In my previous post I proposed a bargain between the voters of Howard County and those who want to extend the time Howard County Council members can serve: Tie the proposed charter change to allow four council terms to other changes that scrap the way we currently elect the council and replace it with something better.
My first proposal is to abandon the use of council districts and return to the days when council candidates ran on a county-wide basis. However we can’t simply return to the old at-large scheme, which had its own problems.
That leads me to my second proposal: Instead of a conventional at-large voting scheme, let’s elect council members using a proportional representation scheme that takes into account voters’ preferences among the candidates and makes it more likely that the composition of the council will truly reflect the composition of the Howard County electorate— ideological, demographic, geographic, and otherwise.
For some reason proportional representation voting schemes have never taken off in the U.S., but they’re widely used in other countries. The details of the schemes can get a bit complicated, but the basic outline of the scheme I’m suggesting is relatively straightforward:
Rather than voting for up to five county council candidates, a voter would rank candidates in order of preference. In effect each voter would have one vote, which they would give to the candidate who’s their first choice. If that candidate didn’t need that vote to be elected, or if that candidate didn’t receive enough other votes to be elected, then that vote would be transferred to one of that voter’s other choices. (Hence the formal name of this particular scheme: the “single transferable vote” or STV.)
For example, consider a hypothetical 2014 county council race in which all current council members except Courtney Watson (who’s instead running for county executive) are on the ballot in the general election, along with some additional candidates from the two main parties and perhaps from one or more smaller parties.
A liberal Democratic voter in Columbia might vote for Mary Kay Sigaty as his first choice, and then add Calvin Ball, Jennifer Terrasa, and Zaneb Beams as his second, third, and fourth choices respectively, declining to name anyone else. Likewise a conservative Republican in western Howard might vote for Greg Fox as her first choice and then indicate Robert Flanagan as her second choice, stopping at that point. Every other voter would go through a similar exercise, some ranking a full list of five candidates and others expressing preferences for as few as one or two.
When counting the votes we’d start by looking at voters’ first preferences. If any candidates were selected as the first choice of more than one-sixth (16.7%) of those voting then they would be automatically elected. The one-sixth number is chosen to ensure that at most five candidates can be elected, since it’s impossible for six candidates to all receive more than one-sixth of the first preference vote. If we assume that 102,000 people cast valid votes (about the number of people who voted for a county council candidate in 2010) then the minimum number of votes needed to be elected (the so-called ‘quota’) would be 17,001 (102,000 divided by 6, plus 1).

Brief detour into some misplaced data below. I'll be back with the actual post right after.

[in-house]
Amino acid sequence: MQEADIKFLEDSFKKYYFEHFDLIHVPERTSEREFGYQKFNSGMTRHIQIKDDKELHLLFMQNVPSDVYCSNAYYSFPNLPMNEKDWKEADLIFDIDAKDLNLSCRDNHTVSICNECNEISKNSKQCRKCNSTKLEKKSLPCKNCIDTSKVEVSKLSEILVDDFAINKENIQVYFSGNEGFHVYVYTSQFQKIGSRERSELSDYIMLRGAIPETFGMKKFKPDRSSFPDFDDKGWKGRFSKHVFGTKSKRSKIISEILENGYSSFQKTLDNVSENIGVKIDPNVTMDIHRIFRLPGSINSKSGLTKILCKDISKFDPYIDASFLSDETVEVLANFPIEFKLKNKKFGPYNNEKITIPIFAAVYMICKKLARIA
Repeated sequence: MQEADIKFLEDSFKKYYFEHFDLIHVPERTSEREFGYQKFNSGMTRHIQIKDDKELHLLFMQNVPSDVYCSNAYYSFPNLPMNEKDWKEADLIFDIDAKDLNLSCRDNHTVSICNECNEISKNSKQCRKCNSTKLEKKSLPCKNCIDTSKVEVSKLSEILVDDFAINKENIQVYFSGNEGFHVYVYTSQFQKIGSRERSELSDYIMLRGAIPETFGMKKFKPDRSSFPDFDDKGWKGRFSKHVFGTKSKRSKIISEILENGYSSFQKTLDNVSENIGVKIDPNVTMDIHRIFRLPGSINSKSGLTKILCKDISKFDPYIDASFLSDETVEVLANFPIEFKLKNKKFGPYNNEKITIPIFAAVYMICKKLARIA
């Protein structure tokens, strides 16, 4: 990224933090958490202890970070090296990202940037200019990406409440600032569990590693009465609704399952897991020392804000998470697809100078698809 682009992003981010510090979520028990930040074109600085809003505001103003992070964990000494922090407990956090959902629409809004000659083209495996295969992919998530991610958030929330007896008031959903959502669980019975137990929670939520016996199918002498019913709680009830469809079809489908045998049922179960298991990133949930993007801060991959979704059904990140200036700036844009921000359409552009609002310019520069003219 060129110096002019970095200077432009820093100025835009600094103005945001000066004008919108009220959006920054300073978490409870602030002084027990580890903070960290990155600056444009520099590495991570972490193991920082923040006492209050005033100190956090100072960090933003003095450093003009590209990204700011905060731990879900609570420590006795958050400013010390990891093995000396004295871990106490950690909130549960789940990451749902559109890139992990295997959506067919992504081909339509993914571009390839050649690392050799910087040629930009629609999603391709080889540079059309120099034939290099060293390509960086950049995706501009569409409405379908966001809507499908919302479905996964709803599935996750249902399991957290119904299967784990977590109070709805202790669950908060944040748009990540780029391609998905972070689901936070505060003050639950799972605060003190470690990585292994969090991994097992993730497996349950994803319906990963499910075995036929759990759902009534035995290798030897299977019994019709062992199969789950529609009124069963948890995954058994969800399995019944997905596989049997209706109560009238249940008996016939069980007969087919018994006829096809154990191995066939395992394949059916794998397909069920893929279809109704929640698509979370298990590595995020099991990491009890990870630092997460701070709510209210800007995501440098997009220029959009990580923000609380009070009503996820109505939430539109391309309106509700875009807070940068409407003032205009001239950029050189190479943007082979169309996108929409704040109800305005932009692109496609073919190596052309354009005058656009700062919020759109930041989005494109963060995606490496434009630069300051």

If the first choices of voters in our hypothetical election matched the votes in the 2010 council election exactly then Greg Fox would receive 17,424 first preference votes, 423 votes above the quota, and would be automatically elected. We’d then take Fox’s 423 excess votes and redistribute them to other candidates based on the expressed preferences of the voters for whom Fox was the first choice. For example, suppose Robert Flanagan received 10,427 first preference votes, and 60% of Fox voters indicated Flanagan as their second choice. Flanagan’s vote total would then be increased by 253 votes (423 times 0.6), giving him a new total of 10,680.
Since this would not (yet) be enough for Flanagan to meet the quota, and since in our example none of the remaining candidates met the quota either, we’d eliminate the candidate with the lowest vote total and redistribute their votes. For example, suppose Zaneb Beams received 8,732 votes (same as in 2010), and that that were the lowest vote total of any candidate. Further suppose that 50% of Beams’s voters indicated Mary Kay Sigaty as their second choice. If Sigaty were the first choice of 14,333 voters (matching her performance in 2010) then we’d allocate to her another 4,366 votes (8,732 times 0.5) to give her a new total of 18,699. Since this is above the quota of 17,001, she’d join Greg Fox in being elected to the council, and like Fox would now have excess votes (1,698 to be precise) that could be allocated to other candidates based on the preferences of Sigaty voters.
We’d continue in this manner, redistributing the excess votes of winning candidates and reallocating the votes of the least successful candidates, until all council seats were filled. The details to make the math come out right can get a bit hairy, especially when calculating how votes get transferred in later rounds and having to account for voters who don’t provide a full set of candidate preferences, but that’s what computers and election officials are for. All voters would have to worry about is ranking candidates in order of preference, and that’s pretty straightforward.
But why should we bother going to all this trouble? I’ll address that question in my next post.